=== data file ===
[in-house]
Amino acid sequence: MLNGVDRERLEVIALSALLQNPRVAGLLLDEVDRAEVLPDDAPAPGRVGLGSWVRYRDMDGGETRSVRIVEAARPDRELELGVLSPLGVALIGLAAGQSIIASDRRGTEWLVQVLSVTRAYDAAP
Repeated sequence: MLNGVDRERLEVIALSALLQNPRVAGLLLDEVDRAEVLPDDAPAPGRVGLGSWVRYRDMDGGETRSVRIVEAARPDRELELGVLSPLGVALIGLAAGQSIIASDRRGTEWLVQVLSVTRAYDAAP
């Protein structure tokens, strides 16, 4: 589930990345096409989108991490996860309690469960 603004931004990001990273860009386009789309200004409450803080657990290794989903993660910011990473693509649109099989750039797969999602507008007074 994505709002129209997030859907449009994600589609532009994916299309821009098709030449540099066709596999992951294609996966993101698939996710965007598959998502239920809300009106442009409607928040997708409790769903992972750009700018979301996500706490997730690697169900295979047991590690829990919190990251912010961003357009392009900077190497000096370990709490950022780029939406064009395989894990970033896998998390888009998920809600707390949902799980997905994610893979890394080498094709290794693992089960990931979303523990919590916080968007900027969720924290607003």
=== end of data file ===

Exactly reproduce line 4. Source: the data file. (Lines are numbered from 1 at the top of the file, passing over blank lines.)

């Protein structure tokens, strides 16, 4: 589930990345096409989108991490996860309690469960 603004931004990001990273860009386009789309200004409450803080657990290794989903993660910011990473693509649109099989750039797969999602507008007074 994505709002129209997030859907449009994600589609532009994916299309821009098709030449540099066709596999992951294609996966993101698939996710965007598959998502239920809300009106442009409607928040997708409790769903992972750009700018979301996500706490997730690697169900295979047991590690829990919190990251912010961003357009392009900077190497000096370990709490950022780029939406064009395989894990970033896998998390888009998920809600707390949902799980997905994610893979890394080498094709290794693992089960990931979303523990919590916080968007900027969720924290607003």